How frequently we visit a tree depends on the type of fruit and the owner. Some trees may only need visiting once a year, when all their fruit ripens at once. Other trees, like figs, ripen slowly in batches and may require a visit every couple of weeks. Often, properties will have more than one type of fruit tree, which need visits at different times.
We often rely on property owners to contact us once their fruit is ripening, but sometimes we see fruit ripening or dropping as we are driving around town and will attempt to contact the owners.
Do you do anything else with the trees? Pruning etc.?
At the moment we are focusing on harvesting and building up our registers of fruit trees, volunteers, and recipients. When we are fully up and running, we hope to do some pruning training and offer pruning services and workshops, so watch this space!
What is your favourite tree to pick from? Which ones are difficult?
My favourite tree to pick from is definitely my local fig tree. Figs are quite easy to pick, though they can be a challenge to spot amongst the leaves!
A lot of fruit trees in Ballarat are well-established which means they can be incredibly high. Often, we can't reach the tops of the trees and a little fruit is left for the birds. There is a quince tree in central Ballarat that grows very large fruit. Often, the fruit is too big to fit in our pickers' claws and getting it down can be a challenge!
How do you get to the top of the tree?
At the moment we are mainly using small step-ladders and the help of fruit-pickers on long sticks. We received a Ballarat Council Community Grant last year and some of the funds from that will be going to buy a taller orchard/tripod ladder.
Do you get sore arms?
Harvesting can get a little physical, but the picking is varied, and more fun than difficult. Picking from high branches is the most challenging, but you can mix it up by picking some fruit at head height or picking from the ground. There are usually a few volunteers at each harvest and you can swap and change jobs so that no one is doing any one task for too long.
Any messages for people living in Brown Hill?
We would love to see some more fruit trees be registered from Brown Hill, as well as more volunteers. Being a Brown Hill local, I'm keen to meet more people from my local community and build stronger relationships here. It would be great to get some local volunteers who can help us with local harvests and see bonds within our community created and strengthened.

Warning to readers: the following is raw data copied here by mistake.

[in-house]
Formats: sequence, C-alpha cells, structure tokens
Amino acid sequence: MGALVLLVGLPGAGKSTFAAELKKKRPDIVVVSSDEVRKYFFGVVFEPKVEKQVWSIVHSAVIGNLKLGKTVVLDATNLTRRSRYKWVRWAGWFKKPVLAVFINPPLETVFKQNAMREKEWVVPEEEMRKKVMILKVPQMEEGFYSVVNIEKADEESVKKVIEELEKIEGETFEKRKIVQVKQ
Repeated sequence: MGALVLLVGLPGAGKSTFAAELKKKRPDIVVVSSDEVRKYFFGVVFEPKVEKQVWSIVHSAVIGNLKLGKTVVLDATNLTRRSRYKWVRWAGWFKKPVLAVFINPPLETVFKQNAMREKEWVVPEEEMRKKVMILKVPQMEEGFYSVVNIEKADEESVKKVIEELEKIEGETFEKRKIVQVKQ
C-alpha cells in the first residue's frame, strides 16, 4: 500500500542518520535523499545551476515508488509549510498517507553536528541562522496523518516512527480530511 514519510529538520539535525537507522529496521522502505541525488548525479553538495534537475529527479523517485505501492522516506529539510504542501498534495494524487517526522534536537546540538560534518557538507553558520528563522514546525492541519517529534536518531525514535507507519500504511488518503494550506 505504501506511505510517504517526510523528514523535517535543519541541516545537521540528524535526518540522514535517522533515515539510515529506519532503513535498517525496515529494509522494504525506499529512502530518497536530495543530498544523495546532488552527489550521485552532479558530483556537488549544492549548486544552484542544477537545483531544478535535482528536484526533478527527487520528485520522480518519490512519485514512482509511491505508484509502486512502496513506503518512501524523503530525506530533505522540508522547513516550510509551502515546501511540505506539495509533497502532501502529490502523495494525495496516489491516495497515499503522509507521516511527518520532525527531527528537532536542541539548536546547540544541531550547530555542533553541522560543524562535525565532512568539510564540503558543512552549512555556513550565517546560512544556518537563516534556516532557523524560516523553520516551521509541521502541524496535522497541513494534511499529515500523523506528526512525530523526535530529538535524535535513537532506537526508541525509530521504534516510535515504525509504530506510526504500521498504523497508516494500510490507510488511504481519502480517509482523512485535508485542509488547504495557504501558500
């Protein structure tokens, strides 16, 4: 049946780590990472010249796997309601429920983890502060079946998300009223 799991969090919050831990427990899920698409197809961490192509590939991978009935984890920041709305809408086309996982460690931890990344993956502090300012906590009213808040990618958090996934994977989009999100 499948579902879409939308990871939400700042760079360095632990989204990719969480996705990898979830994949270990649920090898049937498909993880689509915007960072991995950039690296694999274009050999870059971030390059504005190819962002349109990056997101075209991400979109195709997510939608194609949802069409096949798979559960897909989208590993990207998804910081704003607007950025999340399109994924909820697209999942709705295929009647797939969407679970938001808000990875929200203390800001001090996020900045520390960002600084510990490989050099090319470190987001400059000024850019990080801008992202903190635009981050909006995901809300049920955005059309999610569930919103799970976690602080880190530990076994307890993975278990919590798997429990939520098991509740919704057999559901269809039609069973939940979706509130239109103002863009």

The Hidden Orchard is about redistributing unloved fruit, but it's about much more than that - it's about getting people out into their community, getting some sun and a little exercise, chatting to others that have similar interests in community, food, waste or the environment. It's a free activity that allows you to give back while also going home with new friends and a share of the harvest.
What sort of training do your volunteers need?
Our volunteers don't need any training or special skills. It is really useful if volunteers are able to climb ladders but we have jobs appropriate for pretty much any skill set.
If anyone has pruning knowledge or even administration skills in areas such as social media, promotion, design, etc., we'd love to hear from them, but we will happily take volunteers of any shape or size!
How can people get involved?
Through our website, hiddenorchard.org, anyone who is involved with a community group or food charity that would like to register to receive fruit can sign up.
People can also register fruit trees that they own or know of on our website and/or register as volunteers.
Ellen Burns, founding member of The Hidden Orchard
"The connection Food Is Free Inc. has with The Hidden Orchard makes so much sense. They are all such passionate, dedicated lovers of local produce and warriors when it comes to combating waste - just like our dear volunteers at Food Is Free Inc. We love Kris and her team dropping off produce in abundance to our Laneway site, as it ticks all the boxes of food security, community and promotion of a waste-free society. We applaud what they do and recognise them as a vital local group of wondrously community-minded people.” Lou Ridsdale - Food Is Free Inc. Founder & Director, finalist in the 2018 City of Ballarat's Australia Day Awards for Citizen of the Year. foodisfree.com.au